Russ Dallen, Managing Director of Caracas Capital Markets and Editor-in-Chief of the Latin American Herald Tribune, on the state of the Venezuelan economy
Things are not going well for Venezuela.
The OPEC meeting on Thursday, 11/27/2014 did not give Venezuela the supply cuts or price support that it needed. On Friday the 28th, the Venezuelan currency crashed through the symbolic mark of 150 bolivars to the dollar and sits at 153 as of this morning.
The Bolivar has fallen from the previous psychological barrier of 100 (passed on October 22) to today’s 153, falling 50 percent in less than five weeks. The government is printing money and M2 is up 60 percent for the year, with most of the printing presses making the highest note—the 100 bolivar bill.
This means that Venezuela’s biggest bolivar bill—the one that the Central Bank has printed 16.8 billion of so far this year—is worth just 65 cents at the black market rate.
There are several things at play there, including the payment of Christmas bonuses and the fact that the government has not had a Sicad 1 (bolivar / dollar exchange) auction since October 14. The government had promised to distribute US$220 million in greenbacks every week via Sicad 1 back in February.
However the fall in oil revenue and the maturity bulge that forced Venezuela to pay out US$5.2 billion in October (the state paid US$1.5 billion Venezuela, while PDVSA paid $3 billion), worsened the dollar shortage and led the country to dig deep into its international reserves, sending the reserves to a low of US$19.4 billion.
To cover that fall, on November 18, President Maduro ordered the Central Bank to move the Chinese loans of US$4 billion into the reserves, helping them on paper recover to reserves of US$23.6 billion. In one week since then, this figure has fallen US$1.4 billion and sits at US$22.24 billion as of November 27.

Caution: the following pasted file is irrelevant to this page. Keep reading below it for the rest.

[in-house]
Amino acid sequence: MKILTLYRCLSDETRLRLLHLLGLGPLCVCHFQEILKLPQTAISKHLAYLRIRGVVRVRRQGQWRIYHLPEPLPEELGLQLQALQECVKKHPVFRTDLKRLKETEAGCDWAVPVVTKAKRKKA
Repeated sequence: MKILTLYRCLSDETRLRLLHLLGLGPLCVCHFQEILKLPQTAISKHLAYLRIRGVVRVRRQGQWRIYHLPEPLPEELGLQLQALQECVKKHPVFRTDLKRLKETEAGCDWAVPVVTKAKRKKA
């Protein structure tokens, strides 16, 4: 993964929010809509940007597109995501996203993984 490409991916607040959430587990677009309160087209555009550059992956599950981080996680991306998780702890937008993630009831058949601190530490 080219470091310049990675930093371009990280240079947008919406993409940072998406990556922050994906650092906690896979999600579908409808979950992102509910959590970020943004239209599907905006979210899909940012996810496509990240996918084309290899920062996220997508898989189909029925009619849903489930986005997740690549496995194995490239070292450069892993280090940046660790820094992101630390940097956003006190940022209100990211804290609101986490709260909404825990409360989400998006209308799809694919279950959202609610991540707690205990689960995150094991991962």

At the same time, bonds are collapsing today, with many down over 6 points since Wednesday’s close. The highest point on the Venezuela curve remains the PDVSA 17 bonds, where yields are pushing toward 35 percent.
Two other things to add to the Venezuela worry column. For one, the country just lost another expropriation case at the World Bank’s ICSID arbitration tribunal, this time for the Margarita Airport. More importantly, ConocoPhillips has filed papers in an attempt to block Citgo sales proceeds from leaving the jurisdiction. While it does not seem that they will block the Citgo sale, Venezuela will be blocked from repatriating any proceeds.
I believe that ExxonMobil—which just won US$1.6 billion at ICSID for the expropriation of its Venezuela investments—will also join the suit. You can find the ConocoPhillips lawsuit (which surprisingly quotes me) against Citgo here.
Russ Dallen is a financial expert and journalist. He is the Managing Director of Caracas Capital Markets and Editor-in-Chief of the Latin American Herald Tribune. To receive the Caracas Capital weekly report contact RMDallen@CaracasCapital.com.